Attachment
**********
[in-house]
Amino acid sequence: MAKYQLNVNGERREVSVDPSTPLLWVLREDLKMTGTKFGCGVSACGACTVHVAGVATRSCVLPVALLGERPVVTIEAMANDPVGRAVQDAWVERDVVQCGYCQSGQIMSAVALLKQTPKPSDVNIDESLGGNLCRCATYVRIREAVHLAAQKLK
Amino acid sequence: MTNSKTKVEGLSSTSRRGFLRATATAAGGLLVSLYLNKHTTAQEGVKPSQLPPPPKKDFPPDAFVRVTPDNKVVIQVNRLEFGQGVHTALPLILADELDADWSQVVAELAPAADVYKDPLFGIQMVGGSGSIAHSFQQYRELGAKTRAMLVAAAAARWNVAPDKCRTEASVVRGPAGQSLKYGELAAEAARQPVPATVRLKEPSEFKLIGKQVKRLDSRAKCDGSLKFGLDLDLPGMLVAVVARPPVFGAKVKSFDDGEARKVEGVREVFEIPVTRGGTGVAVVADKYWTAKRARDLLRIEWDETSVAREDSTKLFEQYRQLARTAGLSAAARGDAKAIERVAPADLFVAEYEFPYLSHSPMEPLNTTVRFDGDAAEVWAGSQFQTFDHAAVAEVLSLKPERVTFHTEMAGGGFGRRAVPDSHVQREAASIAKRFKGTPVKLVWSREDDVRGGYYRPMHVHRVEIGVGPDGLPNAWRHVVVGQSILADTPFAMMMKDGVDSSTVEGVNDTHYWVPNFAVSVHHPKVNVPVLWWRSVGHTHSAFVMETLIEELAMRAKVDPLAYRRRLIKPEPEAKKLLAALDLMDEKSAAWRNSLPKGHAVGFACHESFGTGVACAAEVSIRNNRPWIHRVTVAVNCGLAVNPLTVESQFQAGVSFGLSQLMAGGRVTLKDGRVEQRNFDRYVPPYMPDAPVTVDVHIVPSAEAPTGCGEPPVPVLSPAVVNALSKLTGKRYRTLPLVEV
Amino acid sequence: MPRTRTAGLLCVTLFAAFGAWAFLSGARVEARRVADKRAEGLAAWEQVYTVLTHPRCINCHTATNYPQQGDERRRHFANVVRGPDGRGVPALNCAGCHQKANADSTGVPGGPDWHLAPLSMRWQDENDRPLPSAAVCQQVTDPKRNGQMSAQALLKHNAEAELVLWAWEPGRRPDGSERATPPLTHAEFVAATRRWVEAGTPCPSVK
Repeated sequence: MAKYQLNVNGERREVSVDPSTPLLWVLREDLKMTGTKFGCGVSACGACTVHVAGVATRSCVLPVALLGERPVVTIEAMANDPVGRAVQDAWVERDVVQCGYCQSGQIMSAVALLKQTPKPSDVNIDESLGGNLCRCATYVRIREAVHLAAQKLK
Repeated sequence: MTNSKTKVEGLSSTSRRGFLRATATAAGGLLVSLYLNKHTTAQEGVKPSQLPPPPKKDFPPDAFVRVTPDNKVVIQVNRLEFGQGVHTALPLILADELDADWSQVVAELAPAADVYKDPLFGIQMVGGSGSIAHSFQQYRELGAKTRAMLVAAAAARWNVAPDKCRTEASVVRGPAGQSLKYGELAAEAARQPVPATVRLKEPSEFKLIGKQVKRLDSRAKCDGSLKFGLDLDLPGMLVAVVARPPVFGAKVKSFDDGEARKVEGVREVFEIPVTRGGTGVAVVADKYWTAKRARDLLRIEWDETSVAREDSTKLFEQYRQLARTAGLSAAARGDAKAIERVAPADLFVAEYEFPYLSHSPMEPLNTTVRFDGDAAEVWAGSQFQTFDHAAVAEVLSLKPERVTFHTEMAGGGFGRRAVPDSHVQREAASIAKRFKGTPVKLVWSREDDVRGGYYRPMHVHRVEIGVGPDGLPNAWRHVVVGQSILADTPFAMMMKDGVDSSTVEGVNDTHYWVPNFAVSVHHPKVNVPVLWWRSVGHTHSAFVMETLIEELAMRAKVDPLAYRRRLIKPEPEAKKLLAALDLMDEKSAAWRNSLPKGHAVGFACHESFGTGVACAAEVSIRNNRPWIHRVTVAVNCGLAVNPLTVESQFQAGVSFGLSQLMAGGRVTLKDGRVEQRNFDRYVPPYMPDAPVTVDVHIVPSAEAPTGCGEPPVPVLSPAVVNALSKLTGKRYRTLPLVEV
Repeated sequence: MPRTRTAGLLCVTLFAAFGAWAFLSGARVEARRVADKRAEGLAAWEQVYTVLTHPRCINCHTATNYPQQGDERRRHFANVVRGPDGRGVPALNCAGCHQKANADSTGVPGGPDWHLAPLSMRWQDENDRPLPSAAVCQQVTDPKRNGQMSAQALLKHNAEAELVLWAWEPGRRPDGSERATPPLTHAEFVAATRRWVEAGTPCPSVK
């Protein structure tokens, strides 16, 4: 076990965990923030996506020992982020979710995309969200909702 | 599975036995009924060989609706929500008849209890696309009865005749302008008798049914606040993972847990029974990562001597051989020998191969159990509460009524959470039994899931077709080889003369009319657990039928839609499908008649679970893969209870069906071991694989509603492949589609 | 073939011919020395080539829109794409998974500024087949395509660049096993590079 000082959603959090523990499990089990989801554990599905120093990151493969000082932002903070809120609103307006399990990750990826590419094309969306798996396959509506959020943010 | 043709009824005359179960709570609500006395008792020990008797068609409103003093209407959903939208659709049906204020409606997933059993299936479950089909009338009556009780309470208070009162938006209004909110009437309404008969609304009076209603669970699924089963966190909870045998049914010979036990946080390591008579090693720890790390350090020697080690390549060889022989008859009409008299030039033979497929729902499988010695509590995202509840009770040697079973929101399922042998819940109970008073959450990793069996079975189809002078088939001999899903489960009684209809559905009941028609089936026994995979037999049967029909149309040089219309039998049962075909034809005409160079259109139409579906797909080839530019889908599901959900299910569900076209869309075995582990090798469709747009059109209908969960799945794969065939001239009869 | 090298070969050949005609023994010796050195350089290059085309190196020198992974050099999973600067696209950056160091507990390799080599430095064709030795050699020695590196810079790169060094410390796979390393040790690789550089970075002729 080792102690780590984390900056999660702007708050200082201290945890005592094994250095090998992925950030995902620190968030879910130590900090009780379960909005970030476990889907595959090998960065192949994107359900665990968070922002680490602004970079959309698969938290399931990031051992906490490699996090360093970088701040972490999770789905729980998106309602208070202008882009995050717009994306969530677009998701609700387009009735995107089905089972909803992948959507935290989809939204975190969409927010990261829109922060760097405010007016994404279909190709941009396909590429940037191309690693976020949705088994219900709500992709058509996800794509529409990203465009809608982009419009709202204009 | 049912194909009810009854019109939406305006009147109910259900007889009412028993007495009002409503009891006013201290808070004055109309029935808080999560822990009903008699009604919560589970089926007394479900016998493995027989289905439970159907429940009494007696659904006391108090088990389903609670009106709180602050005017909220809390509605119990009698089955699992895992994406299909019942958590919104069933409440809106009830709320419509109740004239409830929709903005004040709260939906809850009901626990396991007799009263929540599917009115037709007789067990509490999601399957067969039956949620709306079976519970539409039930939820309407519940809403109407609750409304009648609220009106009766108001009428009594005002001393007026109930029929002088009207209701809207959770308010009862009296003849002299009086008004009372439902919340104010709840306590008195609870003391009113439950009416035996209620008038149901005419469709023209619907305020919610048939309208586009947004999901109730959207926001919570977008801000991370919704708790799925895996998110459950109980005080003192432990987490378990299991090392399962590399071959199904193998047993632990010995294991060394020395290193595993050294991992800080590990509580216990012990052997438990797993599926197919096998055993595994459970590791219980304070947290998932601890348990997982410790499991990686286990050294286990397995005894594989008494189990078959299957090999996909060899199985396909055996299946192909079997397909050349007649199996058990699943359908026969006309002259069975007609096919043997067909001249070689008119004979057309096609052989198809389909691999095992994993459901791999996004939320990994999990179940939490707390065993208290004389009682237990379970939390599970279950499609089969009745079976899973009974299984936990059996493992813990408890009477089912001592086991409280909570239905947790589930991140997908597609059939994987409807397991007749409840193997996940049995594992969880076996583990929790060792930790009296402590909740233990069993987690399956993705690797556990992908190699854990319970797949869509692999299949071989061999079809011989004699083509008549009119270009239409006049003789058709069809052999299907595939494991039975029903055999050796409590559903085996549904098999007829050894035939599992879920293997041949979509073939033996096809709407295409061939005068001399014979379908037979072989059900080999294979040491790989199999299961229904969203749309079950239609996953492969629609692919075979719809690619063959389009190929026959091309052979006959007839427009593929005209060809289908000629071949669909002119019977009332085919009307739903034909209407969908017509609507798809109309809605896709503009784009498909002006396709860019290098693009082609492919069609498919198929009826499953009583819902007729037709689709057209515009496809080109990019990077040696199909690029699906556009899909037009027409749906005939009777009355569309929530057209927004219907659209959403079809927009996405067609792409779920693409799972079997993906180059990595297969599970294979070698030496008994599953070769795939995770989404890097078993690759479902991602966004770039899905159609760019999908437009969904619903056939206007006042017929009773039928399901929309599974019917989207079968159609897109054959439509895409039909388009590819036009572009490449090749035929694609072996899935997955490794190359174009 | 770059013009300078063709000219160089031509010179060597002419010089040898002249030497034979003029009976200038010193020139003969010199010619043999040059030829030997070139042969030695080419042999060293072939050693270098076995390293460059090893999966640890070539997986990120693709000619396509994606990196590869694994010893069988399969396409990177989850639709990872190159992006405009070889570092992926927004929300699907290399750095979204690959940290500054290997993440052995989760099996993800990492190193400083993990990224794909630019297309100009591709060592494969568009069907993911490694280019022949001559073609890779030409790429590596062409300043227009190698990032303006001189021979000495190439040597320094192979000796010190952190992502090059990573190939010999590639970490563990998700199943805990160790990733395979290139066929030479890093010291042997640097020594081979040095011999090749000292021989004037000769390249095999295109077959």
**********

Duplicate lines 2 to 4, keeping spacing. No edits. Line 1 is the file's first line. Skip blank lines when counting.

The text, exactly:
Amino acid sequence: MAKYQLNVNGERREVSVDPSTPLLWVLREDLKMTGTKFGCGVSACGACTVHVAGVATRSCVLPVALLGERPVVTIEAMANDPVGRAVQDAWVERDVVQCGYCQSGQIMSAVALLKQTPKPSDVNIDESLGGNLCRCATYVRIREAVHLAAQKLK
Amino acid sequence: MTNSKTKVEGLSSTSRRGFLRATATAAGGLLVSLYLNKHTTAQEGVKPSQLPPPPKKDFPPDAFVRVTPDNKVVIQVNRLEFGQGVHTALPLILADELDADWSQVVAELAPAADVYKDPLFGIQMVGGSGSIAHSFQQYRELGAKTRAMLVAAAAARWNVAPDKCRTEASVVRGPAGQSLKYGELAAEAARQPVPATVRLKEPSEFKLIGKQVKRLDSRAKCDGSLKFGLDLDLPGMLVAVVARPPVFGAKVKSFDDGEARKVEGVREVFEIPVTRGGTGVAVVADKYWTAKRARDLLRIEWDETSVAREDSTKLFEQYRQLARTAGLSAAARGDAKAIERVAPADLFVAEYEFPYLSHSPMEPLNTTVRFDGDAAEVWAGSQFQTFDHAAVAEVLSLKPERVTFHTEMAGGGFGRRAVPDSHVQREAASIAKRFKGTPVKLVWSREDDVRGGYYRPMHVHRVEIGVGPDGLPNAWRHVVVGQSILADTPFAMMMKDGVDSSTVEGVNDTHYWVPNFAVSVHHPKVNVPVLWWRSVGHTHSAFVMETLIEELAMRAKVDPLAYRRRLIKPEPEAKKLLAALDLMDEKSAAWRNSLPKGHAVGFACHESFGTGVACAAEVSIRNNRPWIHRVTVAVNCGLAVNPLTVESQFQAGVSFGLSQLMAGGRVTLKDGRVEQRNFDRYVPPYMPDAPVTVDVHIVPSAEAPTGCGEPPVPVLSPAVVNALSKLTGKRYRTLPLVEV
Amino acid sequence: MPRTRTAGLLCVTLFAAFGAWAFLSGARVEARRVADKRAEGLAAWEQVYTVLTHPRCINCHTATNYPQQGDERRRHFANVVRGPDGRGVPALNCAGCHQKANADSTGVPGGPDWHLAPLSMRWQDENDRPLPSAAVCQQVTDPKRNGQMSAQALLKHNAEAELVLWAWEPGRRPDGSERATPPLTHAEFVAATRRWVEAGTPCPSVK